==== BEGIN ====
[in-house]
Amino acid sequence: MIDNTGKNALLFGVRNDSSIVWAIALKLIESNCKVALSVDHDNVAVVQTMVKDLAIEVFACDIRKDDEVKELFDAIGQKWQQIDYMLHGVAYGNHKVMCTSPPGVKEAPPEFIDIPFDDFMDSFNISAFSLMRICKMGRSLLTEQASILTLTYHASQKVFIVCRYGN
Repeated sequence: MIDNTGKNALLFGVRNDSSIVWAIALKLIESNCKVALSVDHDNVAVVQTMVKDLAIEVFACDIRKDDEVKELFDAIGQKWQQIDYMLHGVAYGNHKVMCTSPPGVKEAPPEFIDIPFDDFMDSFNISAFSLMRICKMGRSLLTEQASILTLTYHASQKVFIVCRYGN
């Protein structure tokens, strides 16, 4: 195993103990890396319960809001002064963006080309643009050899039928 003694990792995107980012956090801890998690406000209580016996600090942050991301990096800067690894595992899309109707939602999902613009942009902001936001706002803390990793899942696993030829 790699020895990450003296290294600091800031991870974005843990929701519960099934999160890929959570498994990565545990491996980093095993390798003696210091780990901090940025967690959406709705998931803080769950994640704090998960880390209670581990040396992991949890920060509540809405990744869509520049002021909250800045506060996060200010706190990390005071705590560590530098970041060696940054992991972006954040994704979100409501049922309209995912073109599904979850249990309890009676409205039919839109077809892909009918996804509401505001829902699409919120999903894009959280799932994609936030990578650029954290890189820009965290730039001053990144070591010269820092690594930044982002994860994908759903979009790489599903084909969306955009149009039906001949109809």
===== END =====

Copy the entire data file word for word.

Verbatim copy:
[in-house]
Amino acid sequence: MIDNTGKNALLFGVRNDSSIVWAIALKLIESNCKVALSVDHDNVAVVQTMVKDLAIEVFACDIRKDDEVKELFDAIGQKWQQIDYMLHGVAYGNHKVMCTSPPGVKEAPPEFIDIPFDDFMDSFNISAFSLMRICKMGRSLLTEQASILTLTYHASQKVFIVCRYGN
Repeated sequence: MIDNTGKNALLFGVRNDSSIVWAIALKLIESNCKVALSVDHDNVAVVQTMVKDLAIEVFACDIRKDDEVKELFDAIGQKWQQIDYMLHGVAYGNHKVMCTSPPGVKEAPPEFIDIPFDDFMDSFNISAFSLMRICKMGRSLLTEQASILTLTYHASQKVFIVCRYGN
């Protein structure tokens, strides 16, 4: 195993103990890396319960809001002064963006080309643009050899039928 003694990792995107980012956090801890998690406000209580016996600090942050991301990096800067690894595992899309109707939602999902613009942009902001936001706002803390990793899942696993030829 790699020895990450003296290294600091800031991870974005843990929701519960099934999160890929959570498994990565545990491996980093095993390798003696210091780990901090940025967690959406709705998931803080769950994640704090998960880390209670581990040396992991949890920060509540809405990744869509520049002021909250800045506060996060200010706190990390005071705590560590530098970041060696940054992991972006954040994704979100409501049922309209995912073109599904979850249990309890009676409205039919839109077809892909009918996804509401505001829902699409919120999903894009959280799932994609936030990578650029954290890189820009965290730039001053990144070591010269820092690594930044982002994860994908759903979009790489599903084909969306955009149009039906001949109809």